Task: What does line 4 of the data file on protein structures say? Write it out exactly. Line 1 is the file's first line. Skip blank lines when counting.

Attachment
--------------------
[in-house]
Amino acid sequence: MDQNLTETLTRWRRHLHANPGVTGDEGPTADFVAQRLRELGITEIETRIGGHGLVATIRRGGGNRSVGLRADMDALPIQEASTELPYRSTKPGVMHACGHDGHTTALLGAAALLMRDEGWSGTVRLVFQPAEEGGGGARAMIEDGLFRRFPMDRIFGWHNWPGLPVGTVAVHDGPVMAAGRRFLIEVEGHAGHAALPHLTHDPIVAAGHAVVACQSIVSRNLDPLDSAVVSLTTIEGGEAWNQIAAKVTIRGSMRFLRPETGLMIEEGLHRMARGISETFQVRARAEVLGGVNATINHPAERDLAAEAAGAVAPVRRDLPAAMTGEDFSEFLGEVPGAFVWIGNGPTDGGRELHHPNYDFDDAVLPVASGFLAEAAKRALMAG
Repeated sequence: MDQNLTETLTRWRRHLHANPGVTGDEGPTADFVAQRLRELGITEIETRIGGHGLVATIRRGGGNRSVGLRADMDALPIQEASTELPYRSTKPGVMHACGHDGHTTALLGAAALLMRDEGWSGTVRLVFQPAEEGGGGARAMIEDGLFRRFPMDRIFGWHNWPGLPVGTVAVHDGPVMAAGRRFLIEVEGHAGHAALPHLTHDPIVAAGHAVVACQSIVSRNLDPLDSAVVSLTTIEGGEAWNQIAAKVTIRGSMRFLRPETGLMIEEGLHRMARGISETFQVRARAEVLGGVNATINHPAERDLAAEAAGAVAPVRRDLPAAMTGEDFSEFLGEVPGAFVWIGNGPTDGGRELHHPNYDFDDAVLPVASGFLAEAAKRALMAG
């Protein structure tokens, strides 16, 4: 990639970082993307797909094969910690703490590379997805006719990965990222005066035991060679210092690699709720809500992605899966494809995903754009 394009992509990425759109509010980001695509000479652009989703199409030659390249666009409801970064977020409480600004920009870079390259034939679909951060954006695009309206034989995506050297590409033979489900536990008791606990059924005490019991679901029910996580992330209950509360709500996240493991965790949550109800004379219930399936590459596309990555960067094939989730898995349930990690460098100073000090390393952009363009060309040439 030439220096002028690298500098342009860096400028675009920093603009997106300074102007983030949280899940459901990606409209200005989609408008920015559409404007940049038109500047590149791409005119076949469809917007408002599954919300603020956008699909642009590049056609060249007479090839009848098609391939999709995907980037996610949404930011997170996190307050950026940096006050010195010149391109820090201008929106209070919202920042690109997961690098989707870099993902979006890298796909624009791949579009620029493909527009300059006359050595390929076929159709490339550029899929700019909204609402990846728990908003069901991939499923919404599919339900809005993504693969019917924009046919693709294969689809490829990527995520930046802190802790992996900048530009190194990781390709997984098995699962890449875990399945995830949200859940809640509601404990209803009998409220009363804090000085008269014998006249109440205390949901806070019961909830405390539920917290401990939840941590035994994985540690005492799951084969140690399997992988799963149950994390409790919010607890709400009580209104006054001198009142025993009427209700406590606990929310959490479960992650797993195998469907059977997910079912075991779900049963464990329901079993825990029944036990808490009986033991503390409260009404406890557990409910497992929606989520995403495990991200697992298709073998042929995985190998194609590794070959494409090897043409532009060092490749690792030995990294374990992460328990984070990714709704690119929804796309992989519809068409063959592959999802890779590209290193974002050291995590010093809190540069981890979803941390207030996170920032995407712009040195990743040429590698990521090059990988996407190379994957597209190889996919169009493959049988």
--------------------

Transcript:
């Protein structure tokens, strides 16, 4: 990639970082993307797909094969910690703490590379997805006719990965990222005066035991060679210092690699709720809500992605899966494809995903754009 394009992509990425759109509010980001695509000479652009989703199409030659390249666009409801970064977020409480600004920009870079390259034939679909951060954006695009309206034989995506050297590409033979489900536990008791606990059924005490019991679901029910996580992330209950509360709500996240493991965790949550109800004379219930399936590459596309990555960067094939989730898995349930990690460098100073000090390393952009363009060309040439 030439220096002028690298500098342009860096400028675009920093603009997106300074102007983030949280899940459901990606409209200005989609408008920015559409404007940049038109500047590149791409005119076949469809917007408002599954919300603020956008699909642009590049056609060249007479090839009848098609391939999709995907980037996610949404930011997170996190307050950026940096006050010195010149391109820090201008929106209070919202920042690109997961690098989707870099993902979006890298796909624009791949579009620029493909527009300059006359050595390929076929159709490339550029899929700019909204609402990846728990908003069901991939499923919404599919339900809005993504693969019917924009046919693709294969689809490829990527995520930046802190802790992996900048530009190194990781390709997984098995699962890449875990399945995830949200859940809640509601404990209803009998409220009363804090000085008269014998006249109440205390949901806070019961909830405390539920917290401990939840941590035994994985540690005492799951084969140690399997992988799963149950994390409790919010607890709400009580209104006054001198009142025993009427209700406590606990929310959490479960992650797993195998469907059977997910079912075991779900049963464990329901079993825990029944036990808490009986033991503390409260009404406890557990409910497992929606989520995403495990991200697992298709073998042929995985190998194609590794070959494409090897043409532009060092490749690792030995990294374990992460328990984070990714709704690119929804796309992989519809068409063959592959999802890779590209290193974002050291995590010093809190540069981890979803941390207030996170920032995407712009040195990743040429590698990521090059990988996407190379994957597209190889996919169009493959049988």